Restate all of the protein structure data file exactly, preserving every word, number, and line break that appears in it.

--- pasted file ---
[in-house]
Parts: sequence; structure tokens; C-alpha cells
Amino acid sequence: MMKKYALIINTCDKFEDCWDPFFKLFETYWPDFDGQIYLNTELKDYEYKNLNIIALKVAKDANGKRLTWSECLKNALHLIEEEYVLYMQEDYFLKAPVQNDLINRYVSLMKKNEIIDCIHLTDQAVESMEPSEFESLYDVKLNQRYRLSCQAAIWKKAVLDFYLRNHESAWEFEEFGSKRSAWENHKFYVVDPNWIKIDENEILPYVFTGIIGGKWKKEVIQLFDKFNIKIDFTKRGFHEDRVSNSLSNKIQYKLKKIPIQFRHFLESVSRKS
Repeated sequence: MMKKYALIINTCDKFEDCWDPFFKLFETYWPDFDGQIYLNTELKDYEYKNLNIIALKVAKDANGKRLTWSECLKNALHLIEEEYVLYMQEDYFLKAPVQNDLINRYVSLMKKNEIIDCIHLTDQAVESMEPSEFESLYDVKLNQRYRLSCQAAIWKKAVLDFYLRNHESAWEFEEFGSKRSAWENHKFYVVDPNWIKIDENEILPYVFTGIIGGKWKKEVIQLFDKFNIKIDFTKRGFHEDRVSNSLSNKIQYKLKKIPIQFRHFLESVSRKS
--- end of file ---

[in-house]
Parts: sequence; structure tokens; C-alpha cells
Amino acid sequence: MMKKYALIINTCDKFEDCWDPFFKLFETYWPDFDGQIYLNTELKDYEYKNLNIIALKVAKDANGKRLTWSECLKNALHLIEEEYVLYMQEDYFLKAPVQNDLINRYVSLMKKNEIIDCIHLTDQAVESMEPSEFESLYDVKLNQRYRLSCQAAIWKKAVLDFYLRNHESAWEFEEFGSKRSAWENHKFYVVDPNWIKIDENEILPYVFTGIIGGKWKKEVIQLFDKFNIKIDFTKRGFHEDRVSNSLSNKIQYKLKKIPIQFRHFLESVSRKS
Repeated sequence: MMKKYALIINTCDKFEDCWDPFFKLFETYWPDFDGQIYLNTELKDYEYKNLNIIALKVAKDANGKRLTWSECLKNALHLIEEEYVLYMQEDYFLKAPVQNDLINRYVSLMKKNEIIDCIHLTDQAVESMEPSEFESLYDVKLNQRYRLSCQAAIWKKAVLDFYLRNHESAWEFEEFGSKRSAWENHKFYVVDPNWIKIDENEILPYVFTGIIGGKWKKEVIQLFDKFNIKIDFTKRGFHEDRVSNSLSNKIQYKLKKIPIQFRHFLESVSRKS